Updated: Oct 7, 2020
Menstrual myths and misconceptions have been deeply rooted in the Nepali culture and society since time immemorial. It is estimated that around 83% of Menstruating individuals (MIs) face some form of restriction or exclusion during our menstrual cycle. In Nepal, MIs are ostracized from basic activities like not being able to enter the kitchen or the temple; to facing extreme taboos like being kept outside in cowsheds (Chhaupadi). Another misconception we have is that menstruation is a woman’s issue; however, MIs include transgender men and non-binary individuals as well. Lack of awareness and ignorance has further amplified the stigma around menstruation. In a patriarchal society like Nepal, menstrual health remains a hushed topic, regardless of decades of awareness and advocacy programs. All these reasons negatively impact an MI's education, health and sanitation, dignity and social participation.
While these taboos play an adverse role in an MI’s life, the 13% VAT levied on period products hinder accessibility and affordability towards menstrual health management, turning a normal biological process into a luxury.The cultural shame attached to menstruation and a shortage of resources stop MIs from basic activities, social gatherings, going to school and working every day. Lack of awareness and access to menstrual products has also raised female absenteeism in the rural areas of Nepal.
Nepal has exempted VAT from medicines and medical supplies. Various forms of contraceptives, including condoms, are included in the national list of medicines in Nepal, that have been exempted from VAT. While it can be argued that family planning and safe-sex is very important in the context of Nepal, the same can be said for healthcare and hygiene, especially for menstruating individuals. Yet, menstrual products are not even considered as a medical supply. Poor menstrual hygiene can cause physical health risks and has been linked to reproductive and urinary tract infections, and more severe diseases like cervical cancer.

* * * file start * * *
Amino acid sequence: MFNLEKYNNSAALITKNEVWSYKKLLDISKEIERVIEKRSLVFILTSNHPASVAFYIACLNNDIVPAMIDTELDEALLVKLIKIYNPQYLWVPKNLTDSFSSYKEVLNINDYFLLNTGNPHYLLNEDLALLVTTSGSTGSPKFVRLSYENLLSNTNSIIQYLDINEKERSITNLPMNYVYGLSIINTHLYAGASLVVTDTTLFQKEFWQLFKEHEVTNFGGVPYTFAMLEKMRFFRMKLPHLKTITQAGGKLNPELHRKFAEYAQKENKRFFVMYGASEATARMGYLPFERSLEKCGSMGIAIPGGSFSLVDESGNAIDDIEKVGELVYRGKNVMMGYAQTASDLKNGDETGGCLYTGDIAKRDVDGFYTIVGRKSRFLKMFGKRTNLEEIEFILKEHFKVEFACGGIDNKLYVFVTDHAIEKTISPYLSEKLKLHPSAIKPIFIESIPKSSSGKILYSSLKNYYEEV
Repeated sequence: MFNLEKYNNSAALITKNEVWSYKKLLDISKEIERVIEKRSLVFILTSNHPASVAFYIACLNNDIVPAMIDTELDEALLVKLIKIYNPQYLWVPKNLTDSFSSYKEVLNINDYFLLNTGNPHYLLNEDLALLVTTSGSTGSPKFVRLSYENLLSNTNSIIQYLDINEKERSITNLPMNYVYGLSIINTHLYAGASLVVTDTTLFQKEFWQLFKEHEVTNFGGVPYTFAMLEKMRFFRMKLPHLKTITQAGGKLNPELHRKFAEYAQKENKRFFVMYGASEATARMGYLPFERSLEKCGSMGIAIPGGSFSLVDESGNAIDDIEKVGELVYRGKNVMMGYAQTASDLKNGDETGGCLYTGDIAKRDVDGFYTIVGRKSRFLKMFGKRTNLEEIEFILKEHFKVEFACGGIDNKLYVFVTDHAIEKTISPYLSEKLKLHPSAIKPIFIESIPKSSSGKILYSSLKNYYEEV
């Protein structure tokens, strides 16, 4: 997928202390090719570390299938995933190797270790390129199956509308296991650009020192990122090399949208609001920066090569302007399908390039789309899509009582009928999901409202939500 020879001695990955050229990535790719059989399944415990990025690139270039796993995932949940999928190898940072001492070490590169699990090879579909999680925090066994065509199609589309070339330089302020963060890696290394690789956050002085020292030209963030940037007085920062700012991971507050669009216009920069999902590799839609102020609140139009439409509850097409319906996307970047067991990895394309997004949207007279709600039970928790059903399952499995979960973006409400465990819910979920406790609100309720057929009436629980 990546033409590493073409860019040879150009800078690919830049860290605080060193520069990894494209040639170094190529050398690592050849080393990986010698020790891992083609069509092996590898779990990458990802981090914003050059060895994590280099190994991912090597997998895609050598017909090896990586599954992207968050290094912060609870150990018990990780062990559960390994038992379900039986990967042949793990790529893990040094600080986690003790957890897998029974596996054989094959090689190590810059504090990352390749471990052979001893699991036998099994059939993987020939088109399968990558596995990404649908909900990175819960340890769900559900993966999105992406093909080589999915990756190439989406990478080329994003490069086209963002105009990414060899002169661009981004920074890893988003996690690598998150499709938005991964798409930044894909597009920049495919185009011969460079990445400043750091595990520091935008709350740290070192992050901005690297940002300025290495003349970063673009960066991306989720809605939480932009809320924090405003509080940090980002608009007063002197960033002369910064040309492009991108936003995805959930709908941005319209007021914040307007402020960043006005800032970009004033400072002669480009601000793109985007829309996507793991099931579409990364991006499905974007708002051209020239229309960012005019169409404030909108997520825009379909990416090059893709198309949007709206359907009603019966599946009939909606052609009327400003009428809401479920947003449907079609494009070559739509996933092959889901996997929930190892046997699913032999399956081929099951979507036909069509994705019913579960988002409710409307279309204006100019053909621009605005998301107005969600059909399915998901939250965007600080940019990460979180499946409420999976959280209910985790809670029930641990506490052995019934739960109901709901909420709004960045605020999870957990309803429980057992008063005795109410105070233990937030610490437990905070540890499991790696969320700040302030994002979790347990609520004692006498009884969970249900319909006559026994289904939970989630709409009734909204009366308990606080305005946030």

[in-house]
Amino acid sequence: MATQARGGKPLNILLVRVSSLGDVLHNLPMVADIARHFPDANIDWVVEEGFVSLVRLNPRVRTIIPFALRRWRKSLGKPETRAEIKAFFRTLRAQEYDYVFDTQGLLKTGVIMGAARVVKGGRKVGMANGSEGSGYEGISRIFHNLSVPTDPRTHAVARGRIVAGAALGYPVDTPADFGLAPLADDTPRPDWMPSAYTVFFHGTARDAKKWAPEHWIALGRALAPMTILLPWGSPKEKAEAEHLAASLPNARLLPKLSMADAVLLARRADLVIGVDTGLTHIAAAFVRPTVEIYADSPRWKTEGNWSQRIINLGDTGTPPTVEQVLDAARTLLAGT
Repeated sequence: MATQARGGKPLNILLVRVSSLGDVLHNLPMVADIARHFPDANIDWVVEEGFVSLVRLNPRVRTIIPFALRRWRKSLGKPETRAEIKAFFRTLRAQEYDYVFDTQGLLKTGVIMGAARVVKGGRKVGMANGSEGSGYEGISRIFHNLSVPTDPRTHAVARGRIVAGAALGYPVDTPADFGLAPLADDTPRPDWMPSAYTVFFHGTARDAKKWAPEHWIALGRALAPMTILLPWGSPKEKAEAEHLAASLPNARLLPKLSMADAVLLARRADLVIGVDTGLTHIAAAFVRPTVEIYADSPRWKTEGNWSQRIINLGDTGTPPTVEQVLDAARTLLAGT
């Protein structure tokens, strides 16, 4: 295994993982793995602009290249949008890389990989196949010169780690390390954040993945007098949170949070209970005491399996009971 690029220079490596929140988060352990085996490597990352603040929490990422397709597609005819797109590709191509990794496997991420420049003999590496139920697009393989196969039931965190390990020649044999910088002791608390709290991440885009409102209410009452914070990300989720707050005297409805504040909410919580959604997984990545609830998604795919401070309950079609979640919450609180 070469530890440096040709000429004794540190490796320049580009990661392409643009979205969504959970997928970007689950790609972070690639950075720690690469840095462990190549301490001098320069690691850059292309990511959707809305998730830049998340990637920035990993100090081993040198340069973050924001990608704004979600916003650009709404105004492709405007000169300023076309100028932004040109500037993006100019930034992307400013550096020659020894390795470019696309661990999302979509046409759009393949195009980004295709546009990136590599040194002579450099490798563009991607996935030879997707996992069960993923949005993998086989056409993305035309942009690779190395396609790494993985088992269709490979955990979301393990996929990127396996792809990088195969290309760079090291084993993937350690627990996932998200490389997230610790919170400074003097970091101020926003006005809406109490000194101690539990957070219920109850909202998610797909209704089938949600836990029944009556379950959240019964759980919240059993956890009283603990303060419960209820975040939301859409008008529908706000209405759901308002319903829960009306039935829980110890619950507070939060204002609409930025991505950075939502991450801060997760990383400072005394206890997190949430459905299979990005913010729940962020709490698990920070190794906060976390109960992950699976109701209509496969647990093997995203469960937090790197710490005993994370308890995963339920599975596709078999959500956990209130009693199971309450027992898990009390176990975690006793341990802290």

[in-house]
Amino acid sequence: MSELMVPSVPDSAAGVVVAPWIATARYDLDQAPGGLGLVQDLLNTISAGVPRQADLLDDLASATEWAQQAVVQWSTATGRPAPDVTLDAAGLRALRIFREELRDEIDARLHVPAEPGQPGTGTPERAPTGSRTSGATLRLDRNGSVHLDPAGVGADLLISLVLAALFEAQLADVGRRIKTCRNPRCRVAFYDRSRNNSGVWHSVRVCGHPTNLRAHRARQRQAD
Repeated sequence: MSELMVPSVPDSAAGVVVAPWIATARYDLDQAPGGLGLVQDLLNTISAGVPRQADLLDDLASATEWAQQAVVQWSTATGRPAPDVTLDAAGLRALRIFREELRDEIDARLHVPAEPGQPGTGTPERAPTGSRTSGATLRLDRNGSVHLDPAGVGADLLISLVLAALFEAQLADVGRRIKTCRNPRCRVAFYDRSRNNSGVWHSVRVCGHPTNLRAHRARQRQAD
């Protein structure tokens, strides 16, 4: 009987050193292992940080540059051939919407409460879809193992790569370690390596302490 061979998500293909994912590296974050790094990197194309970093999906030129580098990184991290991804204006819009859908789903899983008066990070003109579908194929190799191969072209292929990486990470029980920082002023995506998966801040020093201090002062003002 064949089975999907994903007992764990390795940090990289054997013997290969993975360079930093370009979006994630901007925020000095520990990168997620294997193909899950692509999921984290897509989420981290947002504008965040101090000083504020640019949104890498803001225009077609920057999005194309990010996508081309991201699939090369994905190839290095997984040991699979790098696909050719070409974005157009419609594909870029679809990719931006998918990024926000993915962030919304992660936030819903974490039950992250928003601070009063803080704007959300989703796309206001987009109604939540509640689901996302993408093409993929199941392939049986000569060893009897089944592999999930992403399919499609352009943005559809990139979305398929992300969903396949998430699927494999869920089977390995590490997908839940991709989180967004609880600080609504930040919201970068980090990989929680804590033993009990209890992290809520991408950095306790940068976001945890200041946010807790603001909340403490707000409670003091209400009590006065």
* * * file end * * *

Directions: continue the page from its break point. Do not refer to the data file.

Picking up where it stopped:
Not treating menstrual products as essential items signals towards a much bigger issue in the Nepalese context. With the COVID-19 pandemic causing shortages and the lock down barring access from the free menstrual products provided by schools; an initiative by the GoN; feminine health and hygiene is threatened, especially in the rural areas. The GoN not realizing that period products are an essential item, especially during a pandemic, adversely affected MIs all over Nepal. Period poverty especially prevents low-income menstruators from bleeding with dignity. Due to the lack of employment during the lock down, many MIs were forced to use unhygienic means during their periods like rags, used banners, old pieces of clothes, and even leaves.
Lack of access to menstrual products is oftentimes a symptom as well a reason for gender disparity in our communities. It threatens a menstruating individual’s mobility, health and education; adversely impacting our empowerment and development. Meeting the hygiene needs of all MIs is a fundamental issue of human rights, dignity and public health. Promoting period equity is key to supporting menstruating individuals.
Pad2Go has been working for two years towards awareness and advocacy about menstrual health; affordability and accessibility towards menstrual products and services; and proper sanitation and hygiene in order to promote a holistic growth. Now, it is your turn to help us in our journey to lessen Period Poverty in Nepal. Help us sign the petition for VAT removal from period products in Nepal.
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Here is the link to the petition: